I have had my fair share of such experiences. Last year, I finally understood the meaning of a situationship. It changed my way of perceiving relationships. It was a new territory for me. I, being a hopeless romantic, got heavily attached to a guy. But as time passed, I realized that he wasn’t right for me. We had the most beautiful conversations and a comfortable friendship. However, things didn’t turn out the way I perceived them to be.

Slowly, it culminated in a different kind of realization, one that negated the kind of love I thought for us. The act of approaching each other like a couple without commitment became toxic and emotionally exhausting. I started feeling broken. The expectations took a toll on my emotional health, further disappointing me. The bond where we felt the most comfortable, had the most amazing conversations, and confessed feelings, suddenly turned into a phase of disagreements, realizations, and ghosting

I remember feeling betrayed. I didn’t even know the meaning of such terms. My friends cautioned me about this, but I guess my emotional self made the wrong decisions. It felt as if everything was a lie. The genuine connection I had felt came to an end. But I moved on and became an entirely new person.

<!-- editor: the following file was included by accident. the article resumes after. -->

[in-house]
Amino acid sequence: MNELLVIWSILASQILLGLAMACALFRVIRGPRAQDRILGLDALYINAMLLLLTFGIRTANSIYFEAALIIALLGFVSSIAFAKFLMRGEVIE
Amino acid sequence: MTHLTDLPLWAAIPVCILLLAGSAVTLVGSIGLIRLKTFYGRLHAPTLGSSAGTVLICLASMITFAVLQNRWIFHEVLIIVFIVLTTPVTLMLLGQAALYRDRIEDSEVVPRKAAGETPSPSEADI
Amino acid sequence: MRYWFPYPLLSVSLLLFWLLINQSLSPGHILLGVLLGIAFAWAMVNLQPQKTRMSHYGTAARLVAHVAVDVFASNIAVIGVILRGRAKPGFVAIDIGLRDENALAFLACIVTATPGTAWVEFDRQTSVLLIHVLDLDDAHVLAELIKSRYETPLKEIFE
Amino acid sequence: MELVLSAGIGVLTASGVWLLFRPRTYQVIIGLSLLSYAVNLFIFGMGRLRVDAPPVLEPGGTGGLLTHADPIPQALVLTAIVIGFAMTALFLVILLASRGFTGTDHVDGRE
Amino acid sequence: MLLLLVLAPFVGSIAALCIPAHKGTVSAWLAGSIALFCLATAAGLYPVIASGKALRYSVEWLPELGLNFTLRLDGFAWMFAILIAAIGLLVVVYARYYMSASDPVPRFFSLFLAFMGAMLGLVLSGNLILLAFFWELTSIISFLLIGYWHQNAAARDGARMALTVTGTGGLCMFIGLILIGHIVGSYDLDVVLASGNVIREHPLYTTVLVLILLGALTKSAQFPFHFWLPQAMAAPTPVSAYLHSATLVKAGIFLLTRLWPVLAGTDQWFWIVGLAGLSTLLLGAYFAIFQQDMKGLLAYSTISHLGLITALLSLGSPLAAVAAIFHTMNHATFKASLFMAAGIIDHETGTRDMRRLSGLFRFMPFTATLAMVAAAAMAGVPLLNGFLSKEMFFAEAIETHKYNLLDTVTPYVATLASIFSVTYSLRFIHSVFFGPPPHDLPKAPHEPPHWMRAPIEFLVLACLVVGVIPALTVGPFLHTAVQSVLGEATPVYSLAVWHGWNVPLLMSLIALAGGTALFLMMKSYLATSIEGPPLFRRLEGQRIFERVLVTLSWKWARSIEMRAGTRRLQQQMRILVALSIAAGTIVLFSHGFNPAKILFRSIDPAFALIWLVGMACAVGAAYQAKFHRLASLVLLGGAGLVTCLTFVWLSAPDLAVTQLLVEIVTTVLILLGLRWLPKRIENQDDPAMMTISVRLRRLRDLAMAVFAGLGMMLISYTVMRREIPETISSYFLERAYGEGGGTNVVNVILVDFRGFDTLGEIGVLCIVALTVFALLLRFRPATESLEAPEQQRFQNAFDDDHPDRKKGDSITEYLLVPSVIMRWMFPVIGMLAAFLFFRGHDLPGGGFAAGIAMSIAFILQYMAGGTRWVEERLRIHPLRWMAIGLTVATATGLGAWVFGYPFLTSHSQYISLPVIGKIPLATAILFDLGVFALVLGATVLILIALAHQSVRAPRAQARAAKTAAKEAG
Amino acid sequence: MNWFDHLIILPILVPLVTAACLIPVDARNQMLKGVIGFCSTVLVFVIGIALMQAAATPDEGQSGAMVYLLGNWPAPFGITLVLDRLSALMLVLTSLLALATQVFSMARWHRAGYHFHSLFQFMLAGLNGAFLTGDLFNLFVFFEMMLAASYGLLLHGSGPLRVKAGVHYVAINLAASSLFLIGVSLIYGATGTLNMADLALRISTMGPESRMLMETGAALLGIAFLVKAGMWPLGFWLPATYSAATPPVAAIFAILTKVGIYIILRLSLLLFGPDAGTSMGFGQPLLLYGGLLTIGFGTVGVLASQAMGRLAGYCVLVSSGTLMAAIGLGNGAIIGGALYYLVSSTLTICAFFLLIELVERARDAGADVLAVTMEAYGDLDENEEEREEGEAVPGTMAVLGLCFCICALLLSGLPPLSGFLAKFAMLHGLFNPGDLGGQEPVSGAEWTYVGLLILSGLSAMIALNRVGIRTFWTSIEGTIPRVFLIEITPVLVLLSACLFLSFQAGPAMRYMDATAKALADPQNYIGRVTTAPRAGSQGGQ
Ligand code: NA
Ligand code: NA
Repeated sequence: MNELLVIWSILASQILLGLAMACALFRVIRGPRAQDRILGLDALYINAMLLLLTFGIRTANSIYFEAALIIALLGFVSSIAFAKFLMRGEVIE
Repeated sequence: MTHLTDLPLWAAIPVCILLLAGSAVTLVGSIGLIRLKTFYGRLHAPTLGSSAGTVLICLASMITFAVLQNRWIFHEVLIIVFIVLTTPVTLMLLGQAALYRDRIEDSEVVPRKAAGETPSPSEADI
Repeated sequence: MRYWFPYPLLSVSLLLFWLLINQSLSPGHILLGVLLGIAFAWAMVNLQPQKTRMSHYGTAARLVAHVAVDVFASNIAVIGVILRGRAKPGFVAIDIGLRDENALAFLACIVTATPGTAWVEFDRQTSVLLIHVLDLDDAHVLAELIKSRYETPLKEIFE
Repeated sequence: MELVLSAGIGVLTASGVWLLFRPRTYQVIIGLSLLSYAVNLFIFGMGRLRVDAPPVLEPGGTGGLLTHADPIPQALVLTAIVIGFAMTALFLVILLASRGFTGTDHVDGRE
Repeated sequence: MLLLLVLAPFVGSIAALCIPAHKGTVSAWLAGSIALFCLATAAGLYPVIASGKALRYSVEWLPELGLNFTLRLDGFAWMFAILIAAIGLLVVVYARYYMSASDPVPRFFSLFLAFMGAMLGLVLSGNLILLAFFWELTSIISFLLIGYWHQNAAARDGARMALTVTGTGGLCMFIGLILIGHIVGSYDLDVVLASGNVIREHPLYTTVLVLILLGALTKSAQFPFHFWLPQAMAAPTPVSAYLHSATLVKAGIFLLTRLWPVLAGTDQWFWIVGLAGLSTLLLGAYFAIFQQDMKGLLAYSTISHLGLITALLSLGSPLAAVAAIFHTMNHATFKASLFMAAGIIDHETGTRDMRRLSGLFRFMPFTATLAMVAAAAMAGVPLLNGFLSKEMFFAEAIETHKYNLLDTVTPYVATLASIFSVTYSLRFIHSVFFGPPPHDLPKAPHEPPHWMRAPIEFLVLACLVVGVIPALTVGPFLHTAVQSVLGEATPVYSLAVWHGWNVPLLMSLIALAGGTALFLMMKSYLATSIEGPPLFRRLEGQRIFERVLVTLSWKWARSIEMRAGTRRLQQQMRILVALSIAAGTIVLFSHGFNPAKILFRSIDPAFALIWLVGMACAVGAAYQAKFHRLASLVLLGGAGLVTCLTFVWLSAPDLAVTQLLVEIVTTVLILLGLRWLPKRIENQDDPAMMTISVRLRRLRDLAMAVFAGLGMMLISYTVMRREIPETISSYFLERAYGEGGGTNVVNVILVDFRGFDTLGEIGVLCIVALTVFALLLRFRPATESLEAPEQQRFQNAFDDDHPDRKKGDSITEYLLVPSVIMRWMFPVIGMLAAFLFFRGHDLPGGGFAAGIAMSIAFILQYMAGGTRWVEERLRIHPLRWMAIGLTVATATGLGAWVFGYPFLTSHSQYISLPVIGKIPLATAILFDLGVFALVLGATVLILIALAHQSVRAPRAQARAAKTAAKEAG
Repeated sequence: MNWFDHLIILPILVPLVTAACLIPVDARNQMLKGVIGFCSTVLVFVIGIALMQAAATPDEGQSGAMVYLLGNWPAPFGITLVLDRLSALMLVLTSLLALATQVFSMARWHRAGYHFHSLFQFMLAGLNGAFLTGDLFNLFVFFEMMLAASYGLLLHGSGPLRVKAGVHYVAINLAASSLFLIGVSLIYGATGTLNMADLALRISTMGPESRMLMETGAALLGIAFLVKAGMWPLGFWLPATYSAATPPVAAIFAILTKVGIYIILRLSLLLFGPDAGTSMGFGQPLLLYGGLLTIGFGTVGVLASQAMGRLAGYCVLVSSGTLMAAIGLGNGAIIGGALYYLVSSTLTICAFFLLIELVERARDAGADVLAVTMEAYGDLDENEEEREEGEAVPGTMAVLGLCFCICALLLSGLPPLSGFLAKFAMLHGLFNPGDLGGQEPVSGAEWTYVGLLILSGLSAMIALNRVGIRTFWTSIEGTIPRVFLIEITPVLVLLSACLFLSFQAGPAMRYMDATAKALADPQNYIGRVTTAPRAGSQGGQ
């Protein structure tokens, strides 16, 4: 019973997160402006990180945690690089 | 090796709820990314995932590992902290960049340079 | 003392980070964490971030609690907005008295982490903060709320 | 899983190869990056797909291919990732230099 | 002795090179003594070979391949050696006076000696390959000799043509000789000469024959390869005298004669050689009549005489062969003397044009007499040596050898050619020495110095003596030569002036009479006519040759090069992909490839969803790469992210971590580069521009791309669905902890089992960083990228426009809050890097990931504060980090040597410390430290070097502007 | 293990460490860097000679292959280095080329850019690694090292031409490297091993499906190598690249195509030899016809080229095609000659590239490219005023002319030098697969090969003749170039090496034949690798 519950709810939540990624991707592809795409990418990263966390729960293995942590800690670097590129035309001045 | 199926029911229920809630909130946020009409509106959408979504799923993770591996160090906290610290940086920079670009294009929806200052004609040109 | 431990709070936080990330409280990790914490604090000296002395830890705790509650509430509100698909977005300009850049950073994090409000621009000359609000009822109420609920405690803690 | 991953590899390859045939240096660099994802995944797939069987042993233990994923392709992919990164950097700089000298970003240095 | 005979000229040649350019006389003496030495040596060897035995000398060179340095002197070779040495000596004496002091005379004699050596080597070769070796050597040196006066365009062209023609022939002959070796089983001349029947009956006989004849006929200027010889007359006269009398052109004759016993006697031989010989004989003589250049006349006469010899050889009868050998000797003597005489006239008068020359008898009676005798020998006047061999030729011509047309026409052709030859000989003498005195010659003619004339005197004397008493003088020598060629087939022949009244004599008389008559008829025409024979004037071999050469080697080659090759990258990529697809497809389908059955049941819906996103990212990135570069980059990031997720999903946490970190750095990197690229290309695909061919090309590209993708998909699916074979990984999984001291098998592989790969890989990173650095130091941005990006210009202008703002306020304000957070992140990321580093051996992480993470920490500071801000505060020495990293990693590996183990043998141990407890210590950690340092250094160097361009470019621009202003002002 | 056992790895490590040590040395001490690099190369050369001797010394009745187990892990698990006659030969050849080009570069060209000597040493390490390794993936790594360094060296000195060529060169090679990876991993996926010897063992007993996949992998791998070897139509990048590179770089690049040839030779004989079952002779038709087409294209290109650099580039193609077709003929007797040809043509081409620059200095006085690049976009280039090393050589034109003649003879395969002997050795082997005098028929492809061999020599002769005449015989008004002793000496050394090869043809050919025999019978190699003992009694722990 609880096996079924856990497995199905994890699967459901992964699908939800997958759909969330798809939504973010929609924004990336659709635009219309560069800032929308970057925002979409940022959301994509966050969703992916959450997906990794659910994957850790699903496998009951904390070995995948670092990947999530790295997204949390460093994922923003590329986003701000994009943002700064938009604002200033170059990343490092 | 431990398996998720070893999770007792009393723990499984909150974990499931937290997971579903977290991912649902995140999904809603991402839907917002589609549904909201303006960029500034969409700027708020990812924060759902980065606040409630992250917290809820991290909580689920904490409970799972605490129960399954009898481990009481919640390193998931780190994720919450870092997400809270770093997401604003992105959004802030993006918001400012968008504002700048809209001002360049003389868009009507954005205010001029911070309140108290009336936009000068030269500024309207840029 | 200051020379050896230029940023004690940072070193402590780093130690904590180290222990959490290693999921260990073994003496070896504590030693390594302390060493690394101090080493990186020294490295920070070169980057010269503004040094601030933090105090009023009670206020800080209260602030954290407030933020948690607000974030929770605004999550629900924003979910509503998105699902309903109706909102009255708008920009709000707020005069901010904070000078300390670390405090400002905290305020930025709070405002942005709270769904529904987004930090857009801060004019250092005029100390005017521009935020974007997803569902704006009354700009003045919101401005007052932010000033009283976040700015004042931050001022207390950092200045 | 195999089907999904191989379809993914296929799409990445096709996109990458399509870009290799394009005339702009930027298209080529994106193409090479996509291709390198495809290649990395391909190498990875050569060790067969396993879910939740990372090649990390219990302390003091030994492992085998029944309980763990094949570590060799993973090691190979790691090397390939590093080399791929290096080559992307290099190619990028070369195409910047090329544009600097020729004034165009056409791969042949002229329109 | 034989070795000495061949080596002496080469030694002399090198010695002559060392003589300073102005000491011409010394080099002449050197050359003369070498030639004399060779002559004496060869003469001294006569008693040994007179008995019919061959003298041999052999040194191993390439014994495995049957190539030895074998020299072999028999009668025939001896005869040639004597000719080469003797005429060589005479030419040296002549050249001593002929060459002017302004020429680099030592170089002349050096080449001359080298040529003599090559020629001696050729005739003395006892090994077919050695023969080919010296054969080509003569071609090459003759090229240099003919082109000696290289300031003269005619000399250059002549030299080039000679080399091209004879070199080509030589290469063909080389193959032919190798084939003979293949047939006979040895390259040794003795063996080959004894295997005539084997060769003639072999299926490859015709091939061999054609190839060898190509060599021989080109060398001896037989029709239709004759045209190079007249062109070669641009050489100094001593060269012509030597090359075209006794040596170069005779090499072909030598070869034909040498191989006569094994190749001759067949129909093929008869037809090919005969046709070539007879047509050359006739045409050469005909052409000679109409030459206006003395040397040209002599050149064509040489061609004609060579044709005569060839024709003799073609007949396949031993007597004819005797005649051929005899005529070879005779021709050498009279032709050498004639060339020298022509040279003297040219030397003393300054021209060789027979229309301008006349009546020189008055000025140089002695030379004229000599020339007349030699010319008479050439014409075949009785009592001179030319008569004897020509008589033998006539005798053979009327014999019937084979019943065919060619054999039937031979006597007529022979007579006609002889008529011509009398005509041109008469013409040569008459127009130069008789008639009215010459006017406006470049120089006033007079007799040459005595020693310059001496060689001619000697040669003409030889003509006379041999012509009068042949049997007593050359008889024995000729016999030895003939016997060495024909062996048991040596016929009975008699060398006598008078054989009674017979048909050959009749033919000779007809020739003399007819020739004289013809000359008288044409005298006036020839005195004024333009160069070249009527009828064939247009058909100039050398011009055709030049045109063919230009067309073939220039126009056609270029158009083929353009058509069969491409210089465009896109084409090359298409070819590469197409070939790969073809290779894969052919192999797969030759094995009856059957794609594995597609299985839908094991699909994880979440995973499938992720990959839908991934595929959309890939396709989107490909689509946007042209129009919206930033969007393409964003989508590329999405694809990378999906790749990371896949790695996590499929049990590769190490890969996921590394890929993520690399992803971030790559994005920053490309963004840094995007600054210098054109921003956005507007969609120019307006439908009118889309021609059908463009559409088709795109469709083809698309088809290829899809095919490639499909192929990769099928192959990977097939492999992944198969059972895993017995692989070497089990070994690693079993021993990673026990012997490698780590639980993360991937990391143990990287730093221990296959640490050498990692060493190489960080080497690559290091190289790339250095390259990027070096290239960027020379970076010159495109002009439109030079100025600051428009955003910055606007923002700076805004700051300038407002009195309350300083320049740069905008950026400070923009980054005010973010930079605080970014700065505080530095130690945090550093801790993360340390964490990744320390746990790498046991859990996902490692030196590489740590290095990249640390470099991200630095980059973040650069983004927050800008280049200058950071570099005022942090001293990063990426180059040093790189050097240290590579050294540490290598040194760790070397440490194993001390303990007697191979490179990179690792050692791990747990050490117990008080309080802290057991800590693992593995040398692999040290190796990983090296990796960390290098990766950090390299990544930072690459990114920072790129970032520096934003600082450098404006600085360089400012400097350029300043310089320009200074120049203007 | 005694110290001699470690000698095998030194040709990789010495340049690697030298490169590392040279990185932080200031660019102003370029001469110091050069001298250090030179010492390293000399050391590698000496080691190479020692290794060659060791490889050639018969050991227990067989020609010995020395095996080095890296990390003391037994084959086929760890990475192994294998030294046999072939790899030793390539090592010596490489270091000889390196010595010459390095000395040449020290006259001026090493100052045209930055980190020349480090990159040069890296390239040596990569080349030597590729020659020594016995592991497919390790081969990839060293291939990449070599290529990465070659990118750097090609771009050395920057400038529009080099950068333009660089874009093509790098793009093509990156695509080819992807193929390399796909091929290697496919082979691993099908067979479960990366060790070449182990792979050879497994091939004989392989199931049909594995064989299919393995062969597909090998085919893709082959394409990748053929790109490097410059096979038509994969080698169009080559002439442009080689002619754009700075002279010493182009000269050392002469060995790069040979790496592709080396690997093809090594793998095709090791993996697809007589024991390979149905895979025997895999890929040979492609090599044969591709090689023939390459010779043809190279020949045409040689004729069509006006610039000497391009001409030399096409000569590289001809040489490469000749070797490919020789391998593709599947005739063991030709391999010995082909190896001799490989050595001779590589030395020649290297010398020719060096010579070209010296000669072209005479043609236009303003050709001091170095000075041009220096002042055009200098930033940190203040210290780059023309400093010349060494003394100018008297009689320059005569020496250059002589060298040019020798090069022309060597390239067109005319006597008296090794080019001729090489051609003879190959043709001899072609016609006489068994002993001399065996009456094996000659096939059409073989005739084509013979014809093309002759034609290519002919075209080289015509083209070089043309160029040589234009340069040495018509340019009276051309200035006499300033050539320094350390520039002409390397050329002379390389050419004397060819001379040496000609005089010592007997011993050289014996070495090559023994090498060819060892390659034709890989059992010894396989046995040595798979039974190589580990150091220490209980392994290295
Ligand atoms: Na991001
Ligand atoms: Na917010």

I somehow found an emotional comfort in the other person. This is where I realized the dangers of excessive emotional dependence. The song made me realize that it’s not just physical relationships or external beauty that people might be attracted to. It’s much beyond that – a deep emotional connection that contributes to the growth of two people involved in a relationship.

Mere husn ke ilawa kabhi dil bhi maang lo na,

Haye pal mein main pighal jaun haan,

Ab aisa na karo, ke dil judna paye wapis,

Teri baaton se bikhar jaun haan.

The above lines express the perspective of a person in love while their love interest isn’t. As portrayed in the music video of “Husn”, the girl craves a deeper connection, not just temporary things. It indicates that relationships are not just about attraction arising out of external appearance. Rather, it’s the craving to feel loved. The lyrics emphasize on a vital element for long-term healthy relationships- emotional intimacy.

Phir aatey kyun yahan karne aankhon mein ho baarish?

Ab aye toh theher jao na,

Aur poocho na zara mere din ke bare mein bhi,

Bas itne mein sambhal jaun haan.